Anticoagulation and Antiplatelets After Treatment for Myocardial Infarction -- In the treatment of acute myocardial infarction, the use of aspirin has been shown to reduce the incidence of reinfarction and stroke. The addition of aspirin to Streptokinase causes a minimal increase in the risk of minor bleeding (3.9% vs. 3.1%), but does not appear to increase the incidence of major bleeding (see ADVERSE REACTIONS ) (2) . The use of anticoagulants following administration of Streptokinase increases the risk of bleeding, but has not yet been shown to be of unequivocal clinical benefit. Therefore, whereas the use of aspirin is recommended unless otherwise contraindicated, the use of anticoagulants should be decided by the treating physician.

Anticoagulation After IV Treatment for Other Indications -- Continuous intravenous infusion of heparin, without a loading dose, has been recommended following termination of Streptase, Streptokinase, infusion for treatment of pulmonary embolism or deep vein thrombosis to prevent rethrombosis. The effect of Streptokinase on thrombin time (TT) and activated partial thromboplastin time (APTT) will usually diminish within 3 to 4 hours after Streptokinase therapy, and heparin therapy without a loading dose can be initiated when the TT or the APTT is less than twice the normal control value.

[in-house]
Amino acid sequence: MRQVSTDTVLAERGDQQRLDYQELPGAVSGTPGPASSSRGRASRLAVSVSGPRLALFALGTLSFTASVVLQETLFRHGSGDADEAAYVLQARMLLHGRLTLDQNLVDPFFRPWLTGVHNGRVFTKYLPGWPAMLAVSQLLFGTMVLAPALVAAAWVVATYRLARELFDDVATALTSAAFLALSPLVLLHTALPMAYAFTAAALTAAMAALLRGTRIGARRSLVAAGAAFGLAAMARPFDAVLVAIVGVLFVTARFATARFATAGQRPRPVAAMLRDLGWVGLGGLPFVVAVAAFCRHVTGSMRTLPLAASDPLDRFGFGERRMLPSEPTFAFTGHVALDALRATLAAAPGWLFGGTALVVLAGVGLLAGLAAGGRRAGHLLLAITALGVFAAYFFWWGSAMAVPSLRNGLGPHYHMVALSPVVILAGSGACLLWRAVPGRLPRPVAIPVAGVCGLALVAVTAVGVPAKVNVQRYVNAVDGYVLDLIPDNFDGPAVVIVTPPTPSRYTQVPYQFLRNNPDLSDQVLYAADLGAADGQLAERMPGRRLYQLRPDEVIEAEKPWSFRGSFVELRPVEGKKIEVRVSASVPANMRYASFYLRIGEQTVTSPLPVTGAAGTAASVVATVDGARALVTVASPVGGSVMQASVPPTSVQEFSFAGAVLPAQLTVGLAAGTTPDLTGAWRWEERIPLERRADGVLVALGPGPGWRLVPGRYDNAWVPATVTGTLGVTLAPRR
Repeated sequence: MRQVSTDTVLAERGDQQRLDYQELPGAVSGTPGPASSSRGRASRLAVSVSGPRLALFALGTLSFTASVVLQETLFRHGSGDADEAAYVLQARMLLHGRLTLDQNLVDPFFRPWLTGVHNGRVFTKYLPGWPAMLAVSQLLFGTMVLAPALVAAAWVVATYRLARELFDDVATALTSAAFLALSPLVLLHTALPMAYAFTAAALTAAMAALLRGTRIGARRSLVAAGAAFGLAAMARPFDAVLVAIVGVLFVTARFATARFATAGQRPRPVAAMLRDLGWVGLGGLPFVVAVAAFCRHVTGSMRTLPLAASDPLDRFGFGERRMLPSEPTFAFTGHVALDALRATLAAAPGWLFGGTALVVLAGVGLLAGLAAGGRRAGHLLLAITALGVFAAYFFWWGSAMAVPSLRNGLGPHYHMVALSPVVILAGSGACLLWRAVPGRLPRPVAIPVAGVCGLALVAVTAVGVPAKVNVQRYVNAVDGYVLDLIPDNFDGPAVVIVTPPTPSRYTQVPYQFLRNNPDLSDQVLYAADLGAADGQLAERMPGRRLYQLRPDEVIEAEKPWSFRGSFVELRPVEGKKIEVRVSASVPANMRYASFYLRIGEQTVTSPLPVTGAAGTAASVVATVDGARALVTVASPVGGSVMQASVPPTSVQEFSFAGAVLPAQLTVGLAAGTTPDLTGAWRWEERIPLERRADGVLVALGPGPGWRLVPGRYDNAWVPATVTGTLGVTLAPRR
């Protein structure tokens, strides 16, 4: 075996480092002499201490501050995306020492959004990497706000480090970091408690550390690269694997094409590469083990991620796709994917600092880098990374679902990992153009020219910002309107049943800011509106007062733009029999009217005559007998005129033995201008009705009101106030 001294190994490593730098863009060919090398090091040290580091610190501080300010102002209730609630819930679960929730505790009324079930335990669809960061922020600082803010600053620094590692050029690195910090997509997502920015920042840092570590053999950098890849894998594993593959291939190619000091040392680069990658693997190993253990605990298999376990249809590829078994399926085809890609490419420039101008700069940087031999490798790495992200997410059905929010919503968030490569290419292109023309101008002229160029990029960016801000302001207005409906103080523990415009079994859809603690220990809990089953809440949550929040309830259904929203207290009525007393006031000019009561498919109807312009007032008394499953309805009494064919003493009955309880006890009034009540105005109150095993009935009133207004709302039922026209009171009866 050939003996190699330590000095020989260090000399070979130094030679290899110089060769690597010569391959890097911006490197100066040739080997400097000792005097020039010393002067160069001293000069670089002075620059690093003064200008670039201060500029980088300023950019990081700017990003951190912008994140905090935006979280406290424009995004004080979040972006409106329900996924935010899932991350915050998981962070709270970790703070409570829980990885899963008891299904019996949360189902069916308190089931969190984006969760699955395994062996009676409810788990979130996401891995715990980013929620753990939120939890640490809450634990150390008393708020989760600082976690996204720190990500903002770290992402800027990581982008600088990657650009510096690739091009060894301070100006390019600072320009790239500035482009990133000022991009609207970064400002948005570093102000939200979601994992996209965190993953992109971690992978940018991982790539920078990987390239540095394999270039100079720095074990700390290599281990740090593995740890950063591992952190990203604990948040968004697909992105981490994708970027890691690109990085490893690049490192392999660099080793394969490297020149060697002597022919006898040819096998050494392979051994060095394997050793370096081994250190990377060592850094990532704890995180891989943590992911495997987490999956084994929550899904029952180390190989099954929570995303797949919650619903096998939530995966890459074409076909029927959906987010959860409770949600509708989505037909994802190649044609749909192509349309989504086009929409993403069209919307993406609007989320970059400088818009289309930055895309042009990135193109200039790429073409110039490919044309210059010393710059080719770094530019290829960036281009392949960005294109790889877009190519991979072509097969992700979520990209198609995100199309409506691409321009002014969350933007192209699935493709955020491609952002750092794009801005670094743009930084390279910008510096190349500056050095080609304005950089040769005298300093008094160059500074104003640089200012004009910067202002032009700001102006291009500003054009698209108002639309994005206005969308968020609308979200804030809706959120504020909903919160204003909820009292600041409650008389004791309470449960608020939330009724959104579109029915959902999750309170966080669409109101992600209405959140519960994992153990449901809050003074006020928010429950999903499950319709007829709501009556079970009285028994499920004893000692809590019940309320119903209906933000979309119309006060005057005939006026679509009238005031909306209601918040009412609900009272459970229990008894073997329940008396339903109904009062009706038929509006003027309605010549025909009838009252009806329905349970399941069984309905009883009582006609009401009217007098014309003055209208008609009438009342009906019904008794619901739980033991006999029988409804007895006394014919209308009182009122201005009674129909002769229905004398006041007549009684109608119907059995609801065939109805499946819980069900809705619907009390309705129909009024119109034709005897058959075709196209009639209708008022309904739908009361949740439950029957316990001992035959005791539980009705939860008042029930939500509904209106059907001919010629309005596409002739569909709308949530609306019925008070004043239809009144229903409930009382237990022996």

Pregnancy Category C -- Animal reproduction studies have not been conducted with Streptase, Streptokinase. It is also not known whether Streptokinase can cause fetal harm when administered to a pregnant woman or can affect reproduction capacity. Streptokinase should be given to a pregnant woman only if clearly needed.

Pediatric Use:  

Controlled clinical studies have not been conducted in children to determine safety and efficacy in the pediatric population. The evidence of clinical benefits and risks is solely based on anecdotal reports in patients ranging in age from <1 month to 16 years. The largest number of patient reports have pertained to the use of streptokinase in arterial occlusions. For arterial occlusions the most frequently used loading dose was 1000 IU/kg; fewer numbers of patients received 3000 IU/kg. Loading dose durations have typically ranged from 5 minutes to 30 minutes. Continuous infusion doses were frequently 1000 IU/kg/hr; fewer were at 1500 IU/kg/hr. Infusions were maintained for This monograph has been modified to include the generic and brand name in many instances.

Last reviewed on RxList: 10/7/2008